As voters flooded polling stations, large lines once again formed at ATM machines where Greeks withdrew their daily limit of 60 euros ($67) - part of the banking restrictions imposed June 28 in an attempt to halt a bank run.

On the eve of Sunday's vote on a bailout referendum, reports said campaigns in Greece were halted with polls showing voters were divided over whether to defy creditors and push for better repayment terms or seek new political leadership to find a compromise.

Political rallies and publication of new opinion polls are banned 24 hours before Sunday's referendum.

Late Friday, rival rallies took place a half-mile apart in central Athens, and Tsipras made his final pitch outside parliament, the Associated Press reported.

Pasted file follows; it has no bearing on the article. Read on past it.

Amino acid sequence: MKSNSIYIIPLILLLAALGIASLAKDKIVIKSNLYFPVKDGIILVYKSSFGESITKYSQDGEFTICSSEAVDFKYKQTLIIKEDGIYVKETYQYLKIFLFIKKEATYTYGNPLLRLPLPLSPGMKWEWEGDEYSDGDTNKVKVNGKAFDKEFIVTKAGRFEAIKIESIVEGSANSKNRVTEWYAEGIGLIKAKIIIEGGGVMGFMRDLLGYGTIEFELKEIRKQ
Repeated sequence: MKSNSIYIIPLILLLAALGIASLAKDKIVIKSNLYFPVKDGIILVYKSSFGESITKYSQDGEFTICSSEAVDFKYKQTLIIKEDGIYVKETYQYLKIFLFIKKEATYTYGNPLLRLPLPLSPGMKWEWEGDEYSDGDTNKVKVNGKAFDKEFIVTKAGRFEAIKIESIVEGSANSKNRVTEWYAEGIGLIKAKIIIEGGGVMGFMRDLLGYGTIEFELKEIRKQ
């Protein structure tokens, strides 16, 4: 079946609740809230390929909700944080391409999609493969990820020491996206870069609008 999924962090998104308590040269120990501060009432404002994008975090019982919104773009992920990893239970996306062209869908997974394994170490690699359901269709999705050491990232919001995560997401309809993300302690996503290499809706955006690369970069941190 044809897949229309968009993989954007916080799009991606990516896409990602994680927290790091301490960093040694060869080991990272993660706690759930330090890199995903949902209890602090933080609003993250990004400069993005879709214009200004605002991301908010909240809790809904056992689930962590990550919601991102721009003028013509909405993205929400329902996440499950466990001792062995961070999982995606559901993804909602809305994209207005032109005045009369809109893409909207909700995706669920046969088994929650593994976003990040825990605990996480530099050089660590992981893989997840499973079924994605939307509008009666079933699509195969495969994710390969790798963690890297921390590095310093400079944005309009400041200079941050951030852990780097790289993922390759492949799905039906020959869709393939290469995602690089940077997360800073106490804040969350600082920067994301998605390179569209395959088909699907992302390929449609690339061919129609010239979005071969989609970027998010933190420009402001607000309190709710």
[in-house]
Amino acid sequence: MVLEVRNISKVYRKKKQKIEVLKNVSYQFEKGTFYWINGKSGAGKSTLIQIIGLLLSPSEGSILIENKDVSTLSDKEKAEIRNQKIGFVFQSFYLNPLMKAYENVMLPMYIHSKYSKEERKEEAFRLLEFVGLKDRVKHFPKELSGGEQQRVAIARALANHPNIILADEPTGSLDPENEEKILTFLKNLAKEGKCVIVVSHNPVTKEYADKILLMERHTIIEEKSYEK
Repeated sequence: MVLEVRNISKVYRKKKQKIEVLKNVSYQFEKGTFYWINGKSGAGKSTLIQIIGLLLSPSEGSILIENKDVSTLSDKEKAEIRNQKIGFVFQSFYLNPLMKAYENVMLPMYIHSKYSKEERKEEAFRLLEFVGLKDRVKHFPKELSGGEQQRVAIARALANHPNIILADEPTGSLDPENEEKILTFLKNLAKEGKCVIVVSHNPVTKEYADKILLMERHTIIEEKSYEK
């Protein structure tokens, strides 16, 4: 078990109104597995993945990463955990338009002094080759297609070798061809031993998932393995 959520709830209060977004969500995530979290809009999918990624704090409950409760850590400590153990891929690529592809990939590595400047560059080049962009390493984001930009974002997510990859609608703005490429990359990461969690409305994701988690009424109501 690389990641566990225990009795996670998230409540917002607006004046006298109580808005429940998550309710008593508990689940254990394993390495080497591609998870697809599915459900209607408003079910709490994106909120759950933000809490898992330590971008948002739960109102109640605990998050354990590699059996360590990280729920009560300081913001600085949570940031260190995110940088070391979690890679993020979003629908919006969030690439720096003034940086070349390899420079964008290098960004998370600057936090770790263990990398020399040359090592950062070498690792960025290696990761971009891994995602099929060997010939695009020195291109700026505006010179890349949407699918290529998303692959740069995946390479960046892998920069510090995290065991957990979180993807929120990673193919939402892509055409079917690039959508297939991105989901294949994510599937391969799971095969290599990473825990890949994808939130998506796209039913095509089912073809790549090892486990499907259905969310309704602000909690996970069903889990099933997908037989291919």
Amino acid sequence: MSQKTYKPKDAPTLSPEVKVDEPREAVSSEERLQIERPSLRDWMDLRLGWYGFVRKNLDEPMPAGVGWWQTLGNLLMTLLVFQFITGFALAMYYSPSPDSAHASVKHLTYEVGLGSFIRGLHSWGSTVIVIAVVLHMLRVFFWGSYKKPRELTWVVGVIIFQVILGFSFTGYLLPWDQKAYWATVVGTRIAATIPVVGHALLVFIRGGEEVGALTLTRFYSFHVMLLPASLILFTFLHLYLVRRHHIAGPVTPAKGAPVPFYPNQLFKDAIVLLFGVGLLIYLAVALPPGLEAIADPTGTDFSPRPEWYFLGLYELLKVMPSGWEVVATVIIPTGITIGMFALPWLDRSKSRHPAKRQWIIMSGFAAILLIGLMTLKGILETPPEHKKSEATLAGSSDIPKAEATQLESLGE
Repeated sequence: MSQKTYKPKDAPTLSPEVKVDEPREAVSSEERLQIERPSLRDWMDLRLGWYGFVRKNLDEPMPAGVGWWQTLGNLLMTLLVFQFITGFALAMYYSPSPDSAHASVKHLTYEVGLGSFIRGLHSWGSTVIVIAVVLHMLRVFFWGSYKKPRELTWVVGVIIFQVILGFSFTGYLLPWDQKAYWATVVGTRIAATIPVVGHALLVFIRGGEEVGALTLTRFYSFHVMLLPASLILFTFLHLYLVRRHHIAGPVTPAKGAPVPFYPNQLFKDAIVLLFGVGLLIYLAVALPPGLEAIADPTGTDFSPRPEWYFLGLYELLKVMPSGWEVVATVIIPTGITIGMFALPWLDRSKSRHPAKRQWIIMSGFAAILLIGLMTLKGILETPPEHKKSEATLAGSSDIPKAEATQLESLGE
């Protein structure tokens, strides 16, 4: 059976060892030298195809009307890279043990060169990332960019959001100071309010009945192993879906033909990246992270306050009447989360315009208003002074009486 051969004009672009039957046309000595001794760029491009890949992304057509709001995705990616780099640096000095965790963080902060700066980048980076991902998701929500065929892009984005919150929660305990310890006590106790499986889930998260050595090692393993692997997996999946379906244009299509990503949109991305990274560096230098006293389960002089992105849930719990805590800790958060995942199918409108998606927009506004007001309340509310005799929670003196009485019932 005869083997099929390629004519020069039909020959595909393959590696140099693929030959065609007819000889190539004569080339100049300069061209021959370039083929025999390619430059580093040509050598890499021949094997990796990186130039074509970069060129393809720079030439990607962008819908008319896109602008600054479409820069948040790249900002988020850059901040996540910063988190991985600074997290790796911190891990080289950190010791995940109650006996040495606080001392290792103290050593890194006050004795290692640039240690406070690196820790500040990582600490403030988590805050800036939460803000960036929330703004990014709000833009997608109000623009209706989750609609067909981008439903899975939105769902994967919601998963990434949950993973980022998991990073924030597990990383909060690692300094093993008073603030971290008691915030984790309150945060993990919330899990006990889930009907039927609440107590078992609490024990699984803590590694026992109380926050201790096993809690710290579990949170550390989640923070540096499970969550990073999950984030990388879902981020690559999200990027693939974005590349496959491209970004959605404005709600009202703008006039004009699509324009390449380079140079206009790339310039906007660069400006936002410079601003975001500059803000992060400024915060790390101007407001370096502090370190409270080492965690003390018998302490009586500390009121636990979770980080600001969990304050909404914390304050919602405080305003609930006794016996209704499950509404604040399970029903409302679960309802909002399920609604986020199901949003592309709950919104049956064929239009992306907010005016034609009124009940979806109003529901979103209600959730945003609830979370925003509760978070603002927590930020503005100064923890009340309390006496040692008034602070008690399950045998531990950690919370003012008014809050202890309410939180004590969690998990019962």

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"This is not a protest. It is a celebration to overcome fear and blackmail," he told a crowd of 30,000 as they roared, "no, no."

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Tsipras, 40, gambled the future of his new left-wing government on Sunday's vote -- insisting a "no" vote would strengthen his hand to negotiate a third bailout with better terms. If he lost, Tsipras strongly indicated he would step aside.

The meaning of a "yes" vote, one to accept the latest proposal, would have been unclear. Not only was the latest proposal withdrawn, it was €60 billion short of what the country actually needs, a report released Thursday said.